In support of the concept of Dying with Dignity, Victoria became the first state in Australia, to implement the Voluntary Assisted Dying law in June this year. One person has already used the first permit to be issued under this legislation, to end their life.
On 19 June 2019, Victoria became the first Australian state to enact the Voluntary Assisted Dying law. Whilst some members of the community have expressed their reservations on moral or religious grounds, one family has already embraced the opportunity and gone through the option of VAD.
Dr Sandeep Bhagat, a palliative care specialist in Melbourne and a member of the VAD Committee at Peninsula Health, has been speaking passionately about focusing on 'living with dignity' - the principle on which palliative care givers operate.
"I'm not registered as a doctor who can provide the choice of Voluntary Assisted Dying to patients, since my focus is to improve the quality of life of patients towards the end of their lives, and to support their families. My focus is on life," he told SBS Punjabi.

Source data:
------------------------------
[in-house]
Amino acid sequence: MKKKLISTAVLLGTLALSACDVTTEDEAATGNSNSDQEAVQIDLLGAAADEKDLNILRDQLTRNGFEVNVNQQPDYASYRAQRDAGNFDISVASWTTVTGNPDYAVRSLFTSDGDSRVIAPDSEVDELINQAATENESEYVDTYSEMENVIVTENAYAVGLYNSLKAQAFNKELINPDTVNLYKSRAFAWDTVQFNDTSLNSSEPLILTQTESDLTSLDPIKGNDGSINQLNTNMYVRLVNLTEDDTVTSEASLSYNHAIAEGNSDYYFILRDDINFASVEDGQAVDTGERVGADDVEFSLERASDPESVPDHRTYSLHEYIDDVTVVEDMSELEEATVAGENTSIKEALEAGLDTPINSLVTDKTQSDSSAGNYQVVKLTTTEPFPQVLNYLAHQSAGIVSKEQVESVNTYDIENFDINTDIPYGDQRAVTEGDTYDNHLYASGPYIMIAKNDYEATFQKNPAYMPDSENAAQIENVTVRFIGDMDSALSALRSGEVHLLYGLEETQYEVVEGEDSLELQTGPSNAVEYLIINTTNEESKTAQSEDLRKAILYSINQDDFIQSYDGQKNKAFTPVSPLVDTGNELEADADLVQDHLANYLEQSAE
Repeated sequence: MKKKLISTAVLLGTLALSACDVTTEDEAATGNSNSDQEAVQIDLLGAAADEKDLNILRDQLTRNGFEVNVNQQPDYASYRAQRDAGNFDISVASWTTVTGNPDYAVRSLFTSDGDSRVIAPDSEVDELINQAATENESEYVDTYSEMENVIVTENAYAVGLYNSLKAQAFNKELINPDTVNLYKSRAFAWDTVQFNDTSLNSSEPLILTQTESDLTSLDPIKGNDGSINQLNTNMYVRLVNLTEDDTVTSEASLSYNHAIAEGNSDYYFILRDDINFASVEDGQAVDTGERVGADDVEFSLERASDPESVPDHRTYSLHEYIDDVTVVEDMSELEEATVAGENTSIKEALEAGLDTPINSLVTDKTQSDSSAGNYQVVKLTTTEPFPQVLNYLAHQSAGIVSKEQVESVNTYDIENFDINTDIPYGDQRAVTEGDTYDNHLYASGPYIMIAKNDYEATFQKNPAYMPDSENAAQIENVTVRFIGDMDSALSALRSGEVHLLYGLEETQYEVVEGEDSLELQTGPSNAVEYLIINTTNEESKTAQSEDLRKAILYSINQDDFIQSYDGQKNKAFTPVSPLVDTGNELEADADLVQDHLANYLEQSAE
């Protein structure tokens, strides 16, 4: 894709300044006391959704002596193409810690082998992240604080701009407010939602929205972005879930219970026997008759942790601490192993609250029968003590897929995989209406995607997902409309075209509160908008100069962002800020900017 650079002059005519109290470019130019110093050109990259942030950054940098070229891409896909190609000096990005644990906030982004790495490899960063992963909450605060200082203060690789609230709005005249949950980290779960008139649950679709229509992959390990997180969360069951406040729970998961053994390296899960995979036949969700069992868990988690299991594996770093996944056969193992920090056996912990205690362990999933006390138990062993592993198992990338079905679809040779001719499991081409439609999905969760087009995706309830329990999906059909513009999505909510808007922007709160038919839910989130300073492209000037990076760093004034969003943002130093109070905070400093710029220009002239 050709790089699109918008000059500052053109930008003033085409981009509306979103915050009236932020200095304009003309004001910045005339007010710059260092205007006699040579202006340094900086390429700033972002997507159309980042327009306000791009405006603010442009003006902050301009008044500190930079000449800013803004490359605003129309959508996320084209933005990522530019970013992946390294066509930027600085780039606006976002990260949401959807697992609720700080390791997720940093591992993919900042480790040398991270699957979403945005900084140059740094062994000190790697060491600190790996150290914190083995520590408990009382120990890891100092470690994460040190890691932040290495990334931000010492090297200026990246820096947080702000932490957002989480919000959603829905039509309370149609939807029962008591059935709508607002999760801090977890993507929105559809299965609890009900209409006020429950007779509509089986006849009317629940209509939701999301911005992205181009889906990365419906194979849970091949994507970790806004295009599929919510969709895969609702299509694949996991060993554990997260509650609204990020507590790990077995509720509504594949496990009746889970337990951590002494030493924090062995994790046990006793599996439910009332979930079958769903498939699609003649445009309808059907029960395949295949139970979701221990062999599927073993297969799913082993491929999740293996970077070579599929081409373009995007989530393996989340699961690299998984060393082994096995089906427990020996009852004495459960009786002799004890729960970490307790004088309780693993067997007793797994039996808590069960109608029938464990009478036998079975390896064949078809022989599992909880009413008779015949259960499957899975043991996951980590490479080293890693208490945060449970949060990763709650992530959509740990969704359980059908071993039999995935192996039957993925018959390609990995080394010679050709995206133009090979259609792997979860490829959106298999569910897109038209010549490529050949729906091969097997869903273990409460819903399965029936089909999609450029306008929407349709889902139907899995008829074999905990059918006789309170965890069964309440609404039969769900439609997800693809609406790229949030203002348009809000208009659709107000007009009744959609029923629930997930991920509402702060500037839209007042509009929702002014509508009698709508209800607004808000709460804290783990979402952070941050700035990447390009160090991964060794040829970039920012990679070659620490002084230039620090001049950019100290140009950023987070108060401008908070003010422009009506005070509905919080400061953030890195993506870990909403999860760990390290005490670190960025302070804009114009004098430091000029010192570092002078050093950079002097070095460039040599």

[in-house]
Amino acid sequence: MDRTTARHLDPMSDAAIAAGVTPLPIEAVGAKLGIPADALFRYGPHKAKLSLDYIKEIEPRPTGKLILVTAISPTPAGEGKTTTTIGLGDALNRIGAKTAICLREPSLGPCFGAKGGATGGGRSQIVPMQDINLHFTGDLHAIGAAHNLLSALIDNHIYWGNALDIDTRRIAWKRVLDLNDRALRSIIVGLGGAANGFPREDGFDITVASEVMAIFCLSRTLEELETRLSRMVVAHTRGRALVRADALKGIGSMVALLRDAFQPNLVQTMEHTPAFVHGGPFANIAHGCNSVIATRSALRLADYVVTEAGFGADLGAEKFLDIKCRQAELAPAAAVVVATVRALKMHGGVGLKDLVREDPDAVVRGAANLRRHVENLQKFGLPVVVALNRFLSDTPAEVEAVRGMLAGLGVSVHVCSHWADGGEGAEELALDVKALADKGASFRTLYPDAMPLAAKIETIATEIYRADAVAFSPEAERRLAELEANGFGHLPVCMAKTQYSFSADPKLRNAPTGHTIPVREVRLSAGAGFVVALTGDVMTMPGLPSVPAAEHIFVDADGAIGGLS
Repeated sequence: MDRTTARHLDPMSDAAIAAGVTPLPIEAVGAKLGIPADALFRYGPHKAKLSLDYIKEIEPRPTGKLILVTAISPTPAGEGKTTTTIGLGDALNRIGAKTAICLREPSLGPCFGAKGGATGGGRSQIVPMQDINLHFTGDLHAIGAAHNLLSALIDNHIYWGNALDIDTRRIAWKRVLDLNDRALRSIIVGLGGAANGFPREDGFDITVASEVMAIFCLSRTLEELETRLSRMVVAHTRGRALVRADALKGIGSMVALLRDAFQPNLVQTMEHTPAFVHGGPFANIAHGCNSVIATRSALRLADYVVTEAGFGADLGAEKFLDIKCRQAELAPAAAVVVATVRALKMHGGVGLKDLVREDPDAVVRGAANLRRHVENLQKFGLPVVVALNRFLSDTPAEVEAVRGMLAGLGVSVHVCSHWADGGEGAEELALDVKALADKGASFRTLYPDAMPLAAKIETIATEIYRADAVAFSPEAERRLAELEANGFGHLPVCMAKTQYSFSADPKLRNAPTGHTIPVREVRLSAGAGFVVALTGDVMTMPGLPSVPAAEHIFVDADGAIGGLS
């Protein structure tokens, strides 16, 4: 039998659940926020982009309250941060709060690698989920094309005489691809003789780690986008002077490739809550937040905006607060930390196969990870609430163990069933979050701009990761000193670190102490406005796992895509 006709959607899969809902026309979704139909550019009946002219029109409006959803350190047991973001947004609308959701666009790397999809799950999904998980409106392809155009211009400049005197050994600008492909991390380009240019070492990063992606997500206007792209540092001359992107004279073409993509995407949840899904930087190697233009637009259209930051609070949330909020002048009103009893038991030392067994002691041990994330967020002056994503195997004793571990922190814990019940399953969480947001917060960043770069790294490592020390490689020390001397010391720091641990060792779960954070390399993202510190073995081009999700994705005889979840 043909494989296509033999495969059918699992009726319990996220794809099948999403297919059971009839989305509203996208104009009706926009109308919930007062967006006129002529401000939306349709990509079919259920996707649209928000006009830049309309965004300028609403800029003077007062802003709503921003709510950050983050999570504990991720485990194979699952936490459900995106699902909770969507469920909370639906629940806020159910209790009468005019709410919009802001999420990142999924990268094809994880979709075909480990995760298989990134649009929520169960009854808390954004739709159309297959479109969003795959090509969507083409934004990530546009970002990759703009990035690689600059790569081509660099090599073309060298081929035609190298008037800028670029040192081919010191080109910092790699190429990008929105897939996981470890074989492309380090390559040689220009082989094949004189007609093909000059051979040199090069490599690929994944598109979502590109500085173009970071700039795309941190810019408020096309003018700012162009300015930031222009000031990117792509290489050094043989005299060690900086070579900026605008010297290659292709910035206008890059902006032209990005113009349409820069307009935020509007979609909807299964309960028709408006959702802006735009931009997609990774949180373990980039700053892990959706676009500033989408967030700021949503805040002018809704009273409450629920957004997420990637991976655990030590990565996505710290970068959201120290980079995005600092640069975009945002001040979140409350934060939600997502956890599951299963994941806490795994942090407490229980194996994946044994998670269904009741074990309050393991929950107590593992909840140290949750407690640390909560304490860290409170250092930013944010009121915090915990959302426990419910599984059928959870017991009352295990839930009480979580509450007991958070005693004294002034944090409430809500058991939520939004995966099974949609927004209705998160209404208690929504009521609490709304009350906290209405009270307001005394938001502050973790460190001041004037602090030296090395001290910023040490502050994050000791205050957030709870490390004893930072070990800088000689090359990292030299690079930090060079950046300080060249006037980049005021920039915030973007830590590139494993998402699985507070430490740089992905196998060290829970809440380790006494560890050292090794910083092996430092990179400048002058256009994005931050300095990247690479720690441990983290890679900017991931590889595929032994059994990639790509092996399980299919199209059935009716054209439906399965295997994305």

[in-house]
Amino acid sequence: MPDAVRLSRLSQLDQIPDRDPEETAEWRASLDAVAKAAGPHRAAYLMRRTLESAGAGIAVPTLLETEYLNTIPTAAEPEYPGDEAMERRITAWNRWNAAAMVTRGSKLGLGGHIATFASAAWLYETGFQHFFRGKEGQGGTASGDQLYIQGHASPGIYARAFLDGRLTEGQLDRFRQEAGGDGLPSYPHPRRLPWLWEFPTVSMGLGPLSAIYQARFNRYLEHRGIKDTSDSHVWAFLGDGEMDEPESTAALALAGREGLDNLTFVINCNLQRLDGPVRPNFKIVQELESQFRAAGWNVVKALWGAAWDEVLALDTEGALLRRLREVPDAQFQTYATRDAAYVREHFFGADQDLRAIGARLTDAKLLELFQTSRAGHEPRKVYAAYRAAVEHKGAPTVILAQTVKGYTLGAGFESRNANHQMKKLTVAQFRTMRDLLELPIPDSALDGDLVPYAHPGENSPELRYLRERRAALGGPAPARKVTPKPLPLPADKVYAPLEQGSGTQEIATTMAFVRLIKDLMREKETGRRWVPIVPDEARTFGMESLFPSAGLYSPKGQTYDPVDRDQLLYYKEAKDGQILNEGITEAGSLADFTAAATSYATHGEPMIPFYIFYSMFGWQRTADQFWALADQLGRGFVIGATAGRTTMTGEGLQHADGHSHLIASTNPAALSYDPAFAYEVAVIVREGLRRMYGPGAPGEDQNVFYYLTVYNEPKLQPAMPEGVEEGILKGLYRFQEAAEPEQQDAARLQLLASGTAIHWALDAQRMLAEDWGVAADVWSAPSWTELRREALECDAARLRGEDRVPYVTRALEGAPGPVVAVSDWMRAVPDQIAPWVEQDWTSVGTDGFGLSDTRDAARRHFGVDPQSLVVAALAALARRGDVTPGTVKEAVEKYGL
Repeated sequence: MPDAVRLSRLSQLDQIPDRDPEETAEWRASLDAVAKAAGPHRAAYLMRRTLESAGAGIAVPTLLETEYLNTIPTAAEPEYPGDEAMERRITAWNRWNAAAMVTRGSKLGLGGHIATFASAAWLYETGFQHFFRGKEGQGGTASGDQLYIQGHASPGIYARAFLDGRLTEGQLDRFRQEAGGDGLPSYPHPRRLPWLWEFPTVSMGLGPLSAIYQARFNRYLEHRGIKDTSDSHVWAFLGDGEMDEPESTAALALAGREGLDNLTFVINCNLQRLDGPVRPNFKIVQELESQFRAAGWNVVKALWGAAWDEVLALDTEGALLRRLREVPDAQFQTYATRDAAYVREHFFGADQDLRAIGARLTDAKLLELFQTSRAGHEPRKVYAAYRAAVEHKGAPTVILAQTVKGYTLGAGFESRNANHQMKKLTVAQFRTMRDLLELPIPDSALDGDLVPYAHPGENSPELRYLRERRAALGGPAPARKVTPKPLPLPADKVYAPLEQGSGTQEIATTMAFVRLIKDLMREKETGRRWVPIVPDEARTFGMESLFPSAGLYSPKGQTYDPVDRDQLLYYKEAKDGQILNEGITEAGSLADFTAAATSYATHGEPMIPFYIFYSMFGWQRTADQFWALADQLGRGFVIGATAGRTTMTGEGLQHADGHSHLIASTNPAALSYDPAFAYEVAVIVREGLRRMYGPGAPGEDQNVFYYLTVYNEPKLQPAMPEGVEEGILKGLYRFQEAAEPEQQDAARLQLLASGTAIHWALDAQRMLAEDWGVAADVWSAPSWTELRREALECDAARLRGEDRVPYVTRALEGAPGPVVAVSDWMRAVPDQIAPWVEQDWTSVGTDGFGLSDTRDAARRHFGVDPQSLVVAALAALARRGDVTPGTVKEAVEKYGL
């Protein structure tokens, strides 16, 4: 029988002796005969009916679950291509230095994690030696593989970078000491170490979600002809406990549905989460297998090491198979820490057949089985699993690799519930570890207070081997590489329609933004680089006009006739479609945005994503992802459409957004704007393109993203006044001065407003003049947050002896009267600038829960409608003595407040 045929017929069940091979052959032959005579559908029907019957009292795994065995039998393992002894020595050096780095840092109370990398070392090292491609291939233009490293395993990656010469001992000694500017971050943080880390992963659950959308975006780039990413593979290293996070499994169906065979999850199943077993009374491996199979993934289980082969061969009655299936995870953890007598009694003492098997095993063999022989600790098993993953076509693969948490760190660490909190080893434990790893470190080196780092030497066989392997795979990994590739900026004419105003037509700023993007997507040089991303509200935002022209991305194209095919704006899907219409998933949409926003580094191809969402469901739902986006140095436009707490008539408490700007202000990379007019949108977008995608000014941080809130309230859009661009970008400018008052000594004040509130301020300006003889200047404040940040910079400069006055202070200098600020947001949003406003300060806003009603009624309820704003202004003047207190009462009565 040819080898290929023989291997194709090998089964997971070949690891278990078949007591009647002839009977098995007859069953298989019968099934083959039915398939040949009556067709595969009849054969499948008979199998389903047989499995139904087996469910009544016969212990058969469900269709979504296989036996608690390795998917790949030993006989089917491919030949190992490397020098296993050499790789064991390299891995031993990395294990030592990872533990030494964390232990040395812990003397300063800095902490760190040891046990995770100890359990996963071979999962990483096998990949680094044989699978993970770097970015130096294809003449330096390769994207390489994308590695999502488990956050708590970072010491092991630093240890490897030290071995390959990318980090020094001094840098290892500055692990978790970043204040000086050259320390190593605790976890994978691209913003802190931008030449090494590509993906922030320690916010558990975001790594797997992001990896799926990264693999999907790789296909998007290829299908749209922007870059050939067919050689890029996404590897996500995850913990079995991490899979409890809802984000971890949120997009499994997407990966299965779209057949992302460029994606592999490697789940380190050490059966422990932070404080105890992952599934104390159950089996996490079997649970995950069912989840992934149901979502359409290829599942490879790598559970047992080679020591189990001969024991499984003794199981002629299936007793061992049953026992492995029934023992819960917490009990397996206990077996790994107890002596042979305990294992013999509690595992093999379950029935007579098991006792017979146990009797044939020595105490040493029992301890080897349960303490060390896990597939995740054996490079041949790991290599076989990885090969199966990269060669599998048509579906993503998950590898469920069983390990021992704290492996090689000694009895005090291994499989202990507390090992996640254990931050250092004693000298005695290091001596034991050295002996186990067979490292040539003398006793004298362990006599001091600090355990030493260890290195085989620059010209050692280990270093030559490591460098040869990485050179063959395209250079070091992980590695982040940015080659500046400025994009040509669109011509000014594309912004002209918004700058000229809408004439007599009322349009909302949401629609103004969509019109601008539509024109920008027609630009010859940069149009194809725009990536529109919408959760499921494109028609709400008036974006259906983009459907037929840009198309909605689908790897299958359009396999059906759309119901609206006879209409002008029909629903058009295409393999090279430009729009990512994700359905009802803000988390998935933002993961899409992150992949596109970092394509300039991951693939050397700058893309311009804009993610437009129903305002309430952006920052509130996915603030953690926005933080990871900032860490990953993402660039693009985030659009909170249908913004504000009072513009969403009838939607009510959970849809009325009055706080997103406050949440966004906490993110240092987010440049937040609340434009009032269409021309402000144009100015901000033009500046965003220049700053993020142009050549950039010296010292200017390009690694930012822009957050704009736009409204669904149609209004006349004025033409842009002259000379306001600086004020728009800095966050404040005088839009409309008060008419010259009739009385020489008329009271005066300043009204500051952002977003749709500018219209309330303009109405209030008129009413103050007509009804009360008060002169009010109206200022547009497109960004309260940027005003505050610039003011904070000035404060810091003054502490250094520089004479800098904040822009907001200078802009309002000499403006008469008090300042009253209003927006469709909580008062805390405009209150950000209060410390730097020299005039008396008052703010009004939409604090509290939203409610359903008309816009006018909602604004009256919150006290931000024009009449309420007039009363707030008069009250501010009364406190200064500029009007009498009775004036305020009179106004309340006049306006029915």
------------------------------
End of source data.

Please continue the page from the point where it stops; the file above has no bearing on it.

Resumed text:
However, Dr Bhagat has been involved in the consultation process which led to the passage of the VAD law.
He says there are many safeguards built into the Victorian legislation, so that there is little room for misuse or margin of error.
In this interview, he shines a light on all the nuances of the new law, like:
- Who is 'eligible' to opt for VAD?
- Can family members request for it?
- Can people travel from interstate to Victoria to avail of the VAD option?
- What does the process involve?
To hear his interview, click on the audio link above.
To read more about this in Punjabi, click here to community information released by the Victorian Government.